On Air Now
Heart's Club Classics with Toby Anstis 7pm - 10pm
Portsmouth's got one of the highest rates of deaths through liver disease in the country, mainly because people are drinking too much.
Many people in the UK will have liver disease caused by drinking too much alcohol but they won't realise until its too late. Alcohol liver disease can be a silent killer, with no symptoms until significant damage has been done.
Liver disease is on the increase in the UK. Death rates linked to alcoholic liver disease have risen by over two-thirds (69%) in the last 30 years and by 11% since 2005 alone. This makes alcohol one of the most common causes of death, along with smoking and high blood pressure.
Up to one in three adults drinks enough alcohol to create a risk of developing alcohol-related liver disease and the risk of developing the disease is up to 13 times higher in people who drink above guideline levels.
The Portsmouth area has one of the highest rates of deaths from liver cirrhosis, exceeding national averages, and this has been steadily increasing over the last few years. At Queen Alexandra Hospital, Cosham, the number of people admitted with complications of liver cirrhosis has doubled in under 4 years. The vast majority of these cases are related to alcohol.
Thats why NHS Portsmouth and Portsmouth City Council have joined forces under the Safer Portsmouth Partnership to launch the Love Your Liver campaign across the city during National Alcohol Awareness Week 2011 (14th November-20th November).
The campaign uses hard-hitting images of a diseased liver to highlight the impact that drinking can have on the body and asks residents to love their liver by reducing their drinking.
The campaign will feature on buses, billboards, and in GP surgeries and pharmacies across the city.
Leaflets containing an alcohol/liver health check will also be available so that residents can assess their own drinking habits and seek support or advice if required.
A Love Your Liver information stand will be held in the main reception of Queen Alexandra Hospital, Cosham on Monday 14th November with health professionals on site to give advice on safer drinking.
Neighbouring NHS trusts, Southampton and Hampshire, have picked up the campaign and will be displaying the images across Southampton and the the rest of the county too.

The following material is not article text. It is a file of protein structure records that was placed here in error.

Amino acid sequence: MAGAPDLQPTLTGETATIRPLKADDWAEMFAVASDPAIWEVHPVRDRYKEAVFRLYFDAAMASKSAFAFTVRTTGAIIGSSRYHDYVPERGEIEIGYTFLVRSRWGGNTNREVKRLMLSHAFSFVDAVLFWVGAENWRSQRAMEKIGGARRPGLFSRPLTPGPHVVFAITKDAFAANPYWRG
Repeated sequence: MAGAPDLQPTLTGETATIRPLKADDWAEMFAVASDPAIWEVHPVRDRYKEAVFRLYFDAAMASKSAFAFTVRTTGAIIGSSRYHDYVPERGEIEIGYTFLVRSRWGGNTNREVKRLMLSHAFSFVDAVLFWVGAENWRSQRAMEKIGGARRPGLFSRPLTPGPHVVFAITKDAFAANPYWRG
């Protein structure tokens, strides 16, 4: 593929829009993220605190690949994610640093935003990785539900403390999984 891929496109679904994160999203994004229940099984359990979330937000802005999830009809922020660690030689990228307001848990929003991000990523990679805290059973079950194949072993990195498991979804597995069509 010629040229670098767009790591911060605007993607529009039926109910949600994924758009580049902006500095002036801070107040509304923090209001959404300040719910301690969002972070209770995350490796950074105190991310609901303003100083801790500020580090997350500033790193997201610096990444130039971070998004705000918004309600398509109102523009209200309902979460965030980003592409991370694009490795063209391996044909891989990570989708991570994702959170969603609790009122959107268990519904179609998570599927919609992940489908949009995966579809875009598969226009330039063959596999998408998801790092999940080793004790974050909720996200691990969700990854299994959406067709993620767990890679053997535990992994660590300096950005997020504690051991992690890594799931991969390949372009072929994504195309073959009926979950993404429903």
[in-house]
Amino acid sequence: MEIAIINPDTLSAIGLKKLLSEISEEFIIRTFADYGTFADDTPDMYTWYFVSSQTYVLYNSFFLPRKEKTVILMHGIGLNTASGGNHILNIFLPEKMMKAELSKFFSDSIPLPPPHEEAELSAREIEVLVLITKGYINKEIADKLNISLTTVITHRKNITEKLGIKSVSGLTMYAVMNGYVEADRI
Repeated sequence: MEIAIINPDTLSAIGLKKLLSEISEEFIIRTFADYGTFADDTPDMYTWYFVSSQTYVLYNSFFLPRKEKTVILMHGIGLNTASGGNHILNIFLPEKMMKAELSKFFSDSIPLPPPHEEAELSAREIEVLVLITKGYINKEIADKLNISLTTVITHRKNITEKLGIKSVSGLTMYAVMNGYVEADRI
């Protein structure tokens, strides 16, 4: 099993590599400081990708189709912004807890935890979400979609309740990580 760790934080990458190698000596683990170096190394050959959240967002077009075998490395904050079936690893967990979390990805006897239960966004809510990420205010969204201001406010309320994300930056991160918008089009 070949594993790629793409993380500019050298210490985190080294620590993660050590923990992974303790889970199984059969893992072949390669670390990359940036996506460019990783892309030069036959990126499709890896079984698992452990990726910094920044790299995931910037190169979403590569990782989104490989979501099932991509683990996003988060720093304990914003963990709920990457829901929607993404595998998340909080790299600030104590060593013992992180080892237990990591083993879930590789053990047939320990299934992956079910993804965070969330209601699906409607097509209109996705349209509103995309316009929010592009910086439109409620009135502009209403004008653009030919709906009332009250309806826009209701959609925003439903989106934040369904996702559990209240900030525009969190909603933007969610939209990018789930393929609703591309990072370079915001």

Dr Richard Aspinall, Consultant Heptologist at Queen Alexandra Hospital, Cosham said: "Liver disease is often something that creeps up on people without them being aware of it developing.
"Fortunately, most liver diseases can be avoided with simple lifestyle changes such as drinking less alcohol and eating a healthier diet. It's vital to be aware of the safe alcohol limits and to regularly have 2 to 3 alcohol-free days each week"
Dr Paul Edmondson-Jones, Director of Public Health for Portsmouth said: "It is a mistake to think that you have to be a heavy drinker to run into liver problems. Although it can take as long as 10 to 20 years, drinking just a bit more than guideline amount over time can seriously harm your liver.
"Not feeling any side effects from drinking does not mean that you are not risking chronic ill-health or lasting liver damage from alcohol-related liver disease. Vast numbers of us now fall into this category.
"This campaign is not about asking people to stop drinking altogether, just to be aware of the damage that drinking can do and to reduce their consumption to guideline levels."
Councillor Lynne Stagg, Cabinet Member for Community Safety and Chair of the Safer Portsmouth Partnership said:
"I was the Chair of a panel which undertook a major review of alcohol related hospital admissions in Portsmouth earlier this year so I understand the damage that excessive drinking can have on individuals, familes and the community as a whole.
Portsmouth has the highest rate of alcohol related hospital admissions in the South East – at least 4000 people are admitted each year at an estimated cost of £10 million a year.
Reducing the harm caused by alcohol is one of the top priorities for the city and I fully support this campaign".
Stats from The British Liver Trust 2010 - Alcohol and Portsmouth
* Alcohol - is one of the top priorities for the city - in Portsmouth at least 4000 people a year are admitted to hospital due to their drinking, at an estimated cost of £10 million per year
* An estimated 40,000 Portsmouth residents drink above the recommended guidelines.
* 8,000 of these drink at high-risk levels, with about 7,000 likely to have an alcohol dependency.
* The average male in Portsmouth dies 10.2 months early due to alcohol-related illnesses
Guidelines For Safer Drinking
* Men should not regularly drink more than 3 to 4 units a day
* Women should not regularly drink more than 2 to 3 units a day
* Everyone should have at least two alcohol free days every week.
Put your liver in the spotlight and take our alcohol/liver healthcheck at www.savedave.info.
People concerned about their drinking should contact their GP for advice or visit www.savedave.info
You can get more information about liver disease at www.britishlivertrust.org.uk